A recent study supported by the National Institutes of Health (NIH) suggests a dose-dependent relationship between sleep disordered breathing (SDB) in early pregnancy and the subsequent development of gestational diabetes. No relationships between SDB during pregnancy and preeclampsia, preterm birth, and extremes of birth weight were demonstrated.
The study titled “Implications of sleep-disordered breathing in pregnancy” published in the American Journal of Obstetrics & Gynecology, the objective of the study was to examine the relationship between sleep-disordered breathing (SDB) and adverse pregnancy outcomes in a high-risk cohort.
The study was a planned analysis of a prospective cohort designed to estimate the prevalence and trends of SDB in high-risk pregnant women. “We recruited women with a body mass index of 30 kg/m2 or greater, chronic hypertension, pregestational diabetes, prior preeclampsia, and/or a twin gestation,” write researchers in the AJOG abstract. “Objective assessment of SDB was completed between 6 and 20 weeks and again in the third trimester. SDB was defined as an apnea hypopnea index of 5 or greater and further grouped into severity categories: mild SDB (5-14.9), moderate SDB (15-29.9), and severe SDB (≥30). Pregnancy outcomes (preeclampsia, gestational diabetes, preterm birth, infant weight) were abstracted by physicians blinded to the SDB results.”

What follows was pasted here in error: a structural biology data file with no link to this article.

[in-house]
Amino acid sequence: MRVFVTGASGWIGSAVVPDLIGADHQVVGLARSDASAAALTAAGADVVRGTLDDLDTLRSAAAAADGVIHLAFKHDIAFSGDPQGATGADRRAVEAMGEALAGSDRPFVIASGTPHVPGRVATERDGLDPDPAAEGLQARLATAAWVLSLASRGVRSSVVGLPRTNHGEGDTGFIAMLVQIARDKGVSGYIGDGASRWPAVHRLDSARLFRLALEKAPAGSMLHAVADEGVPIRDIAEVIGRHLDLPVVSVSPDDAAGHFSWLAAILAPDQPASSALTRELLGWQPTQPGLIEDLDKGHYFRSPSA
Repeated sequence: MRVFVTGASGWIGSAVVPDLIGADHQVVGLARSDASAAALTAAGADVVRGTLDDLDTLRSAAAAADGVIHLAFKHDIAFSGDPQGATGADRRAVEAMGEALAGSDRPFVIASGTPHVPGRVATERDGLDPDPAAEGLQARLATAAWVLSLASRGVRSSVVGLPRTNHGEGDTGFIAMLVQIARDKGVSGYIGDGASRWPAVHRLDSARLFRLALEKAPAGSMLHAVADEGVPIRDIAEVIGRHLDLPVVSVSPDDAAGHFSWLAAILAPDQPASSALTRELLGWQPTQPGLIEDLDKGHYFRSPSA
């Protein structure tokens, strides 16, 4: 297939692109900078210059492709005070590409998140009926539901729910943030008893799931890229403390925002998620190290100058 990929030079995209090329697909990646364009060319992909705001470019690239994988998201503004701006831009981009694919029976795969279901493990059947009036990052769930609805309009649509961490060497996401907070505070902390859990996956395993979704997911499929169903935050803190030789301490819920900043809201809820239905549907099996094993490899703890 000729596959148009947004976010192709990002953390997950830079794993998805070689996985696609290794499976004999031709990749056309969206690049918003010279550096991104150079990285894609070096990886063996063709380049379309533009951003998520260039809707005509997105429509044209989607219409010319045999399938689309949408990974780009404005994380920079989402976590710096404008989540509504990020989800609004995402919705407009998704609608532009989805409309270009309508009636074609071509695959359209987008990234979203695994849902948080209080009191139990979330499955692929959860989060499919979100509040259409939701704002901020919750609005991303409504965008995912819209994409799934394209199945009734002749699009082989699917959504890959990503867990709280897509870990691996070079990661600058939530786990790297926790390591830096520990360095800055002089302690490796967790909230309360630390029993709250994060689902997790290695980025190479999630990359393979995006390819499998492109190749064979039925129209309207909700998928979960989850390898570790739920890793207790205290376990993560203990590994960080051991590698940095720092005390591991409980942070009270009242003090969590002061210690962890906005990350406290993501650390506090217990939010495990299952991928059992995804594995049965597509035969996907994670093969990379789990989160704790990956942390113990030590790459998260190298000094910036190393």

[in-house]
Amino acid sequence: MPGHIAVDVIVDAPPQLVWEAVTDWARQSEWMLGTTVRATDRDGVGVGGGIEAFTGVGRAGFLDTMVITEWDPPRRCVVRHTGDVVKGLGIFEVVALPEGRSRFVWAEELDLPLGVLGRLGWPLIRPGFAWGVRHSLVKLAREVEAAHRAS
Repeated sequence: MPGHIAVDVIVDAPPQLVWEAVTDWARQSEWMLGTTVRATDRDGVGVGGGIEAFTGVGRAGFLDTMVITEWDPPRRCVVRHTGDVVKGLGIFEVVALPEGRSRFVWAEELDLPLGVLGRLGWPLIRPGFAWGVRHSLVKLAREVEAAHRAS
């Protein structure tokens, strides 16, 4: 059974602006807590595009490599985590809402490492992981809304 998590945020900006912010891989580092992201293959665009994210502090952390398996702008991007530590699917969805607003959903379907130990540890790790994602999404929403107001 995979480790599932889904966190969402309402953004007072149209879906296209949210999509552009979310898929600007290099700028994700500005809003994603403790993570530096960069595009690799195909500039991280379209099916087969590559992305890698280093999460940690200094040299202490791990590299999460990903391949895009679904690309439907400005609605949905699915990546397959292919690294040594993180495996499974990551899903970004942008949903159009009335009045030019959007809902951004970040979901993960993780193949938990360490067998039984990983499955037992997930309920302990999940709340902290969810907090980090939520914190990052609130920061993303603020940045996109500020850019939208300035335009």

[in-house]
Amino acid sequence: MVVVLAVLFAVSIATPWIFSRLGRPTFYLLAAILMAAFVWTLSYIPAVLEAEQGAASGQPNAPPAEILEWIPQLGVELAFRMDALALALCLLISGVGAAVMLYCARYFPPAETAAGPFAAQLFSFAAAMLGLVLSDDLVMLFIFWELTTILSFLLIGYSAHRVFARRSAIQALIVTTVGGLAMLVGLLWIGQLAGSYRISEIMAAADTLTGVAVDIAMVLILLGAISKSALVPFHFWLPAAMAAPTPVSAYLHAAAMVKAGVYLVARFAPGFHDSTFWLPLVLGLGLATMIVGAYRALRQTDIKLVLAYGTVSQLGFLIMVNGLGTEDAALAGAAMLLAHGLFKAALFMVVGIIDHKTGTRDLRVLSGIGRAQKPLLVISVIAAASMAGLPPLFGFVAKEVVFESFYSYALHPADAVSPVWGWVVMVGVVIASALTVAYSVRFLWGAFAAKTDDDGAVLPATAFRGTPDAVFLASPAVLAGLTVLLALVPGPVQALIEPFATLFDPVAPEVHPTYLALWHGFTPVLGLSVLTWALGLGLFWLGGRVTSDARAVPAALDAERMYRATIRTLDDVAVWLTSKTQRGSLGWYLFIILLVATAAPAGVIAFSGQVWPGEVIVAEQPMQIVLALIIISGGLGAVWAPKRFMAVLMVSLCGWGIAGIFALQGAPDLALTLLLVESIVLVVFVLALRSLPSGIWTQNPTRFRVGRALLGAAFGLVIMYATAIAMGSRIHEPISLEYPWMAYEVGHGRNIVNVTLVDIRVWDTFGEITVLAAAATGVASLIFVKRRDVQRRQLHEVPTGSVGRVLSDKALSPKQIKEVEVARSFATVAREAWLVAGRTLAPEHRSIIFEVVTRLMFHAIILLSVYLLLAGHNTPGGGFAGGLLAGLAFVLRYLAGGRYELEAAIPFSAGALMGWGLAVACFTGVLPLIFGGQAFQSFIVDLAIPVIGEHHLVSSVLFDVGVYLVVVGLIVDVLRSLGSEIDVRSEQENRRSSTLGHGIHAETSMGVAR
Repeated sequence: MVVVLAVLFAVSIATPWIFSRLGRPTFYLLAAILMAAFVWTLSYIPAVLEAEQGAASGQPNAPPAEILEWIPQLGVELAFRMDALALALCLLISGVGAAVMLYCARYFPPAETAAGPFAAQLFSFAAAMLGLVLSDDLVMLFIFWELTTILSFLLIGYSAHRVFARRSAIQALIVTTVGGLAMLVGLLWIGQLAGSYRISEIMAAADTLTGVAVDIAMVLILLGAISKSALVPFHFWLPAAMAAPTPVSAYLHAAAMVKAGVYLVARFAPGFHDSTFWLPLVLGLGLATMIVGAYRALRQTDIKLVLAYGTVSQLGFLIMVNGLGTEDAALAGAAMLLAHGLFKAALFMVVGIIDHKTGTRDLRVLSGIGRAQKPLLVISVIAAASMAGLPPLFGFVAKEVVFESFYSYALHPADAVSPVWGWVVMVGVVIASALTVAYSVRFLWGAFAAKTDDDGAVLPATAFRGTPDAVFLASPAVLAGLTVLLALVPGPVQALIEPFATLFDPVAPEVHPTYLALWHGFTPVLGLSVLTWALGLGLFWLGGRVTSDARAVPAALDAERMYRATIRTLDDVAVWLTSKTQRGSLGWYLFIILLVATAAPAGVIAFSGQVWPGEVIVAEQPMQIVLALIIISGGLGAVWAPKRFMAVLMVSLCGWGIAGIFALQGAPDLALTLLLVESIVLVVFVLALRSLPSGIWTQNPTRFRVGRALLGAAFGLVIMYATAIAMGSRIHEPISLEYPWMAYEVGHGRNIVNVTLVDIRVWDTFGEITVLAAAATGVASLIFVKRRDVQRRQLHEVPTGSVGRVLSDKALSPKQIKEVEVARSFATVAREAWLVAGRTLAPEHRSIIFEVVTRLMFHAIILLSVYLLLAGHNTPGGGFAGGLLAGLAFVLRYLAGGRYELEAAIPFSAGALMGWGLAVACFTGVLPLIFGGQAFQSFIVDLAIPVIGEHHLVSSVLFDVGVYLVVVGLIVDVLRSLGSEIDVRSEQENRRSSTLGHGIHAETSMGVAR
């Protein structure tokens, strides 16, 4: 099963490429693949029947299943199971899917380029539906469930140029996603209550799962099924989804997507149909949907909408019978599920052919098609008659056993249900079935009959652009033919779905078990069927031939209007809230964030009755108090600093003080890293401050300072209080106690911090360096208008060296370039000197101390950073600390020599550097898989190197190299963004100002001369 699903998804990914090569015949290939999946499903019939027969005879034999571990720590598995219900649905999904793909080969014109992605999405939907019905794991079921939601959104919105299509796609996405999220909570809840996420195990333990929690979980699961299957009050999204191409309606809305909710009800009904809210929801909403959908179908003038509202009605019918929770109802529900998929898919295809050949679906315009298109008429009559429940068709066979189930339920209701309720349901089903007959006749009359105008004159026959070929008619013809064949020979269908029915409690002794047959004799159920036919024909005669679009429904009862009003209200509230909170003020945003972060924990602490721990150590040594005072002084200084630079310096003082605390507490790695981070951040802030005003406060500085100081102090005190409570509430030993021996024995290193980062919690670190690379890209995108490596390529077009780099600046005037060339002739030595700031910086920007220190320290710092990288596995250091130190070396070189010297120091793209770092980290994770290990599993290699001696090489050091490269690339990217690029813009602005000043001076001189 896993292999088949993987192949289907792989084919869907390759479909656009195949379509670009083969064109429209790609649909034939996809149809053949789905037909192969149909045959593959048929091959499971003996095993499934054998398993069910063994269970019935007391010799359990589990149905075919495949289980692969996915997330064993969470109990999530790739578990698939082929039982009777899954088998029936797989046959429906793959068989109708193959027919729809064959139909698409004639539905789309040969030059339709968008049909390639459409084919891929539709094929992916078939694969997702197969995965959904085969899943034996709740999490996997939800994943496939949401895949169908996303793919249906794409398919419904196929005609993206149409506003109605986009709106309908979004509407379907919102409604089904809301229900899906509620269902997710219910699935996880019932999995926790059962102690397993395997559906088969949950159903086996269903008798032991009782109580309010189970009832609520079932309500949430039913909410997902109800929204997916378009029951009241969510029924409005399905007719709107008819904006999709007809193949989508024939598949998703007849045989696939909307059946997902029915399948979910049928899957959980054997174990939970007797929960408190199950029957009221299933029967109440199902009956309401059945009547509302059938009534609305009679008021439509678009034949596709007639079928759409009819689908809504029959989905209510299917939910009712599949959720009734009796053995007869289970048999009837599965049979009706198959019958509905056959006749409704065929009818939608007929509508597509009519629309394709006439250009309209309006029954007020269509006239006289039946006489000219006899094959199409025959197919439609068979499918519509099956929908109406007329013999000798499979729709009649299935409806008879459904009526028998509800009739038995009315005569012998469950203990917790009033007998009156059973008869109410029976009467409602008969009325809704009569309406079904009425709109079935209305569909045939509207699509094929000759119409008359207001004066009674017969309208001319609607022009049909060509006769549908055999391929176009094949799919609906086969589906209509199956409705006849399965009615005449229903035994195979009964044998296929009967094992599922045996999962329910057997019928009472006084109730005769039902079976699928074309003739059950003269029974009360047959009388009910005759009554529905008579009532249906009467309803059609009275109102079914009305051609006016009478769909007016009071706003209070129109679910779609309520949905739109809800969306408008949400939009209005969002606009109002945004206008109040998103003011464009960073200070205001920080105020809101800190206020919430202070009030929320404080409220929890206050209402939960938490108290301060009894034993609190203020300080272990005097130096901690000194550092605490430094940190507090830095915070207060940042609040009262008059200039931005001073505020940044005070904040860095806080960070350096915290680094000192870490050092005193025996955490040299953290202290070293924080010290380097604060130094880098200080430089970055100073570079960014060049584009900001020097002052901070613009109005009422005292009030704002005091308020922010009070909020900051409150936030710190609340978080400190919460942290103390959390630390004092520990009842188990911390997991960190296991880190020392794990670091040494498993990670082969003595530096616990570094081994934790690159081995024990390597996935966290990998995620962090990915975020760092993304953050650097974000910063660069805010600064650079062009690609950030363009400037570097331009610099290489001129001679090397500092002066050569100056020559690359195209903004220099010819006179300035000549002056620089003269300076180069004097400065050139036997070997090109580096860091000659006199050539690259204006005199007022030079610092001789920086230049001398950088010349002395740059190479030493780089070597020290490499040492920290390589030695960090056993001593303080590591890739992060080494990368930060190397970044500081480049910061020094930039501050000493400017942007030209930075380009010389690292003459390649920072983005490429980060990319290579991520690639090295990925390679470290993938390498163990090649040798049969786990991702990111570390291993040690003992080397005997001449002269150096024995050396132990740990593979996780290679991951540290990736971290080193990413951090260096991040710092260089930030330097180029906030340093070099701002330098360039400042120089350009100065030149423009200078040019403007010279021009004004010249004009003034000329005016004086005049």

Of the 188 women with a valid early pregnancy sleep study, 182 had complete delivery records. There was no relationship demonstrated between SDB exposure in early or late pregnancy and preeclampsia, preterm birth less than 34 weeks, and small-for-gestational-age (<5%), or large-for-gestational-age (>95%) neonates. However, SDB severity in early pregnancy was associated with the risk of developing gestational diabetes.
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